Herbie Hancock @ Walt Disney Concert Hall [2/27/22]
Jazz first confronted me in the halls of Welsh Valley Middle School, my alma mater (which, fascinatingly, boasts a California-style open campus, despite being in Pennsylvania, where seasons occur).
I wish I could say that my introduction to the music was fated, but, if I’m being honest with you, I had a crush on the jazz band’s bassist and thought learning about jazz would impress them. As it turns out, that method was ineffective, but I did gain an appreciation for the genre and found (at long last) musical common ground with my parents.
Yet, I had never experienced jazz the way I did Sunday, seeing Herbie Hancock at the Walt Disney Concert Hall.
Following a chaotic trip circumnavigating the strange network of semi-underground streets surrounding Grand Avenue in Downtown LA, we arrived at the imposing structure designed by Frank Gehry, made up of massive curved stainless steel panels reminiscent of sails. The box office line stretched around the block, full of people dressed to the nines and abuzz with expectation to see the jazz legend.
Even after taking our seats, 2 of 2,265 in the warm, Douglas-fir lined interior making up the concert hall, we could feel the exhilaration from Hancock’s fans from the six year old I stood behind in line to the elderly couple a few places behind me. The latter had been following Hancock’s work for the last six decades, since Herbie joined Miles Davis’ band in 1963, when he was only 23.
Throughout his career, Hancock has been transcending musical boundaries and he did not stop the push Sunday night. Seamlessly navigating between the Fazioli grand piano, a Korg electric keyboard, and a keytar, Herbie played a mix of his classics and new pieces, juxtaposing jazz with elements of funk, pop, and rock. Seeing Herbie live made it clear why he has been a fixture in music for so many decades—beyond playing with expertise and fluency, he balances a sense of fun and mischievousness that makes you feel like you’re in on the joke; breaking a smile before poking fun at the audience or his band member, kicking out his leg while sitting at the piano, constantly reveling in performing.
Hancock was surrounded by his outstanding touring band—featuring Lionel Loueke (guitar), James Genus (bass), Elena Pinderhughes (flute, vocals), Trevor Lawrence Jr. (drums) and Terrace Martin (saxophone, clarinet, keyboard, vocoder).
When introducing Loueke, Hancock commented on his ability to make “a guitar sound like anything else” — a claim Loueke soon proved true, evoking a percussion section consisting of his guitar, mouth clicking, and generous use of a synthesizer pedal. Loueke hails from Benin, he was able to showcase some of his West African-influenced solo work on the song Phoelnix, providing for a diverse and interesting experience.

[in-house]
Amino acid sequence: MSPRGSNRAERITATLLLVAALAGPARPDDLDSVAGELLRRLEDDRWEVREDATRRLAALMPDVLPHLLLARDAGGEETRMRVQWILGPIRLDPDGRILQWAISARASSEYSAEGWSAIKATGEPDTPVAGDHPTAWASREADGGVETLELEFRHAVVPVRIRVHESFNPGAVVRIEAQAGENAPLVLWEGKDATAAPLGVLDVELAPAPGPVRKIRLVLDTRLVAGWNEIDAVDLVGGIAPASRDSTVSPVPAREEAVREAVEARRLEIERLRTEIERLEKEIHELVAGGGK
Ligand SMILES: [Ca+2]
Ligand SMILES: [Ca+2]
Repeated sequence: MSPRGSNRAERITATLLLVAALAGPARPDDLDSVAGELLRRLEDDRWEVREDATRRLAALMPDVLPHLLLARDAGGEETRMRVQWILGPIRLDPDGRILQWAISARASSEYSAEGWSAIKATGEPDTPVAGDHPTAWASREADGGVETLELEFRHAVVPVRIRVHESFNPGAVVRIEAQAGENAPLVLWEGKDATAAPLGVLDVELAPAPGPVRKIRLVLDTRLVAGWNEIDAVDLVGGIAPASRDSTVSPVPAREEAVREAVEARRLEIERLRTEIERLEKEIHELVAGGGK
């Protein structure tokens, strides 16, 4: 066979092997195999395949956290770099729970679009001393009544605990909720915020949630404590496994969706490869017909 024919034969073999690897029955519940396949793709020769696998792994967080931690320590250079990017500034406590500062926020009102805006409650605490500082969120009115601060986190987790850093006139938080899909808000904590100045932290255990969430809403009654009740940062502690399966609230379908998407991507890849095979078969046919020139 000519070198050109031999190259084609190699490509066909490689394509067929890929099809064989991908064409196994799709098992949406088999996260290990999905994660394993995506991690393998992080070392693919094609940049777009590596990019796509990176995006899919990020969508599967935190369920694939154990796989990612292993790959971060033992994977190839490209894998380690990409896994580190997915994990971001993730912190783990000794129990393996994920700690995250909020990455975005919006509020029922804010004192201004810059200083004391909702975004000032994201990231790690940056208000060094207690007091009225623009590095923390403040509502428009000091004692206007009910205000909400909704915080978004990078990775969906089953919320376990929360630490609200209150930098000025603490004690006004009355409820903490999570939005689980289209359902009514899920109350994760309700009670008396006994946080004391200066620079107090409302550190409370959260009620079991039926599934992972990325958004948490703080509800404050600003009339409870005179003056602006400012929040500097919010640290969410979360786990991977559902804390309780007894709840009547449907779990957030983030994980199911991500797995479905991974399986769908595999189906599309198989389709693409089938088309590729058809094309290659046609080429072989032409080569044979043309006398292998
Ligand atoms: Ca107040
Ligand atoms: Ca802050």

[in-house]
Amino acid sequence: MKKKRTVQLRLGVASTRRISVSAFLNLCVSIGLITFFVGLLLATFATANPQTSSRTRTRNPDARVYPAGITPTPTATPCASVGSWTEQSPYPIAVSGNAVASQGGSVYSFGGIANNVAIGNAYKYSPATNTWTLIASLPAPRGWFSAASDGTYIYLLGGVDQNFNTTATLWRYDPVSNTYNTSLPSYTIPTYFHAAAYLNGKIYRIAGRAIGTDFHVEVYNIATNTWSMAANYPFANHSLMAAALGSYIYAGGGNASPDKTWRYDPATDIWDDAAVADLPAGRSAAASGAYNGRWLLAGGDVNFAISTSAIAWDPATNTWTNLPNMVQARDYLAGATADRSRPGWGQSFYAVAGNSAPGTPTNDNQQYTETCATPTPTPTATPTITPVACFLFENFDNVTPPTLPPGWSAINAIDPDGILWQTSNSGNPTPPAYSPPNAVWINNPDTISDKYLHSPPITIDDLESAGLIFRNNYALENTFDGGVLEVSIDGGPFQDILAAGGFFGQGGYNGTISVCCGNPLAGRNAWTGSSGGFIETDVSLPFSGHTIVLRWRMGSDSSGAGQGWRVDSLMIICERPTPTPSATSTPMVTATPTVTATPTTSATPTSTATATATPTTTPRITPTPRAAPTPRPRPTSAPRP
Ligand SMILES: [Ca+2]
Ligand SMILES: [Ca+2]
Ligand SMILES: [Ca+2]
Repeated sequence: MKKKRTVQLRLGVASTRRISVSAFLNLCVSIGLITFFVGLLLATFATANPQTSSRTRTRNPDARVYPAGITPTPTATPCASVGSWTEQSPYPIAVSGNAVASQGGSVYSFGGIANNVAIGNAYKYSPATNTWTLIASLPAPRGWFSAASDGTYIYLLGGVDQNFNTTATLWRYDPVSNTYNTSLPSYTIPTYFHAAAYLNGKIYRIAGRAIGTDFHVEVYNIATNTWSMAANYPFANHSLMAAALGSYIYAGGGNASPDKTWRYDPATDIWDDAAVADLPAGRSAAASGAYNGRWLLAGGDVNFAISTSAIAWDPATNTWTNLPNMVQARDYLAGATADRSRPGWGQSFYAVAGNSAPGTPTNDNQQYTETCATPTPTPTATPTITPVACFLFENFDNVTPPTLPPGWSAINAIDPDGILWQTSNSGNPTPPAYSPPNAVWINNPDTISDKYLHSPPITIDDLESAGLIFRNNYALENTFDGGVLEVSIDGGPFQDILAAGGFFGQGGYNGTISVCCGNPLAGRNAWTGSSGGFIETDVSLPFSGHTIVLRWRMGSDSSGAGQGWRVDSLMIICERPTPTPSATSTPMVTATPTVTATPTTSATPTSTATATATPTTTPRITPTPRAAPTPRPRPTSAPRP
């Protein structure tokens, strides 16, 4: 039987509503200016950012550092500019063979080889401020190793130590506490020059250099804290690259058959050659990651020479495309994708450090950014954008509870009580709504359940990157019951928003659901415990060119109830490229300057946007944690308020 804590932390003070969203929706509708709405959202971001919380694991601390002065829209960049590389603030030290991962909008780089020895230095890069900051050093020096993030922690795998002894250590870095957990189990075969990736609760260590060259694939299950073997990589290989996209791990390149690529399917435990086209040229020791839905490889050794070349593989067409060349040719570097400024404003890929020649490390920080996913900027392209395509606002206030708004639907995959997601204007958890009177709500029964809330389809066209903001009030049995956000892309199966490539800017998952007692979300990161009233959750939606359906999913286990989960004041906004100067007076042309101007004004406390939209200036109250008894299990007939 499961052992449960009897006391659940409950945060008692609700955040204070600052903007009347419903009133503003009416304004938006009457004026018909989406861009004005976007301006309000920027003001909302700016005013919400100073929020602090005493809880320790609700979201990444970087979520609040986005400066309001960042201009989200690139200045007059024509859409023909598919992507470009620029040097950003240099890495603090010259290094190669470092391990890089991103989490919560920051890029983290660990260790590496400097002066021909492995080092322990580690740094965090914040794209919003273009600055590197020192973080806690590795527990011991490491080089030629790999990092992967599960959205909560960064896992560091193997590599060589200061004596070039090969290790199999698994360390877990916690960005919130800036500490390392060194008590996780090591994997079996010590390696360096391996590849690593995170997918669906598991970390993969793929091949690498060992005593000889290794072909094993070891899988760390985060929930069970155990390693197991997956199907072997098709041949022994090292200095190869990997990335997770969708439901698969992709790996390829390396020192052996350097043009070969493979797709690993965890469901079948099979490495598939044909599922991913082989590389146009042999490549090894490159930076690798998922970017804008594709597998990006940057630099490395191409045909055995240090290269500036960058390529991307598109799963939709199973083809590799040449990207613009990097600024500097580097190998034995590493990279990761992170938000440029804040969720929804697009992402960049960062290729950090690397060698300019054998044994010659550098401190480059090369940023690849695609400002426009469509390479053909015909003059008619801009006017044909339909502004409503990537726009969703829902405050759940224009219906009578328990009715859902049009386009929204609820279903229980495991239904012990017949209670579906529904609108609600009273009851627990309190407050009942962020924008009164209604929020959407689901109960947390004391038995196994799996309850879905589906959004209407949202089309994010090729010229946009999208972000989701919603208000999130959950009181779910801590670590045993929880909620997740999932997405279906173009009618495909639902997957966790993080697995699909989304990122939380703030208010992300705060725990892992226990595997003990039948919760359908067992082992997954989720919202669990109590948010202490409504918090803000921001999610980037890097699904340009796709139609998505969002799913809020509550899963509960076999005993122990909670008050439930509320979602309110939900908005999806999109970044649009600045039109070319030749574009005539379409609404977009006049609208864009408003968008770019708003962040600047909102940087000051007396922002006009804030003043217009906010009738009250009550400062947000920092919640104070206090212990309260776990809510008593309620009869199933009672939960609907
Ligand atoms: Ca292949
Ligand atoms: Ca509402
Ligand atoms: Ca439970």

Genus on bass was also terrific, playing solos throughout with a compelling contribution to Actual Proof, from the Headhunters, one of Hancock’s earlier bands. Trevor Lawrence Jr. on drums played his part perfectly, supporting and complementing the rest of the band.
Particularly interesting were the last two members of Hancock’s band, Elena Pinderhughes and Terrance Martin. Pinderhughes, an incredible flautist who came out with her first album, Catch 22, at age 11 (yep, 11, the same age where I decided to learn about jazz for love), was a privilege to watch. Her agile flute playing sang above and cut through the rest of the band, and her silky, honeyed vocals on “R.I.P.” made for one of the best songs of the night.
Herbie is known for constantly evolving and reaching out to a younger generation of musicians; in a 2016 interview with KPCC, he remarked that “one of the great simulations, for me, is hanging out with young people and paying attention to what they’re doing… we all have something to bring to the table no matter what our age.” His collaboration with Pinderhughes makes it clear that those interactions have paid off.
Martin, multi-instrumentalist and producer on a number of prominent albums, including Damn and To Pimp a Butterfly by Kendrick Lamar was equally a delight. Surrounded by at least five instruments (arguably more, if you include the water bottle that on Hancock’s prompt he made sing) brought a freshness to Hancock’s discography, and his mastery on vocoder was clear.
The crowd made it clear that they were ready for community after months of lockdown and coronavirus. A cheer filled the auditorium when Hancock played the opening notes of one of his jazz standards, “Cantaloupe Island.” As it devolved into an abstract free jazz rendition of the song, the interplay between Pinderhughes, Hancock, and Loueke shone bright, as each member traded bars and challenged one another.
From the opening eclectic medley of snippets from past songs that Hancock calls “Overture”, to the captivating, keytar-centric encore of “Chameleon”, which earned a second standing ovation from the crowd, this concert was a masterclass in jazz. It showed that at 81, Herbie Hancock is still at the top of the game. The program promised that Hancock was working on an album, his first since 2010, and if this concert is any indication, I can’t wait to listen to it.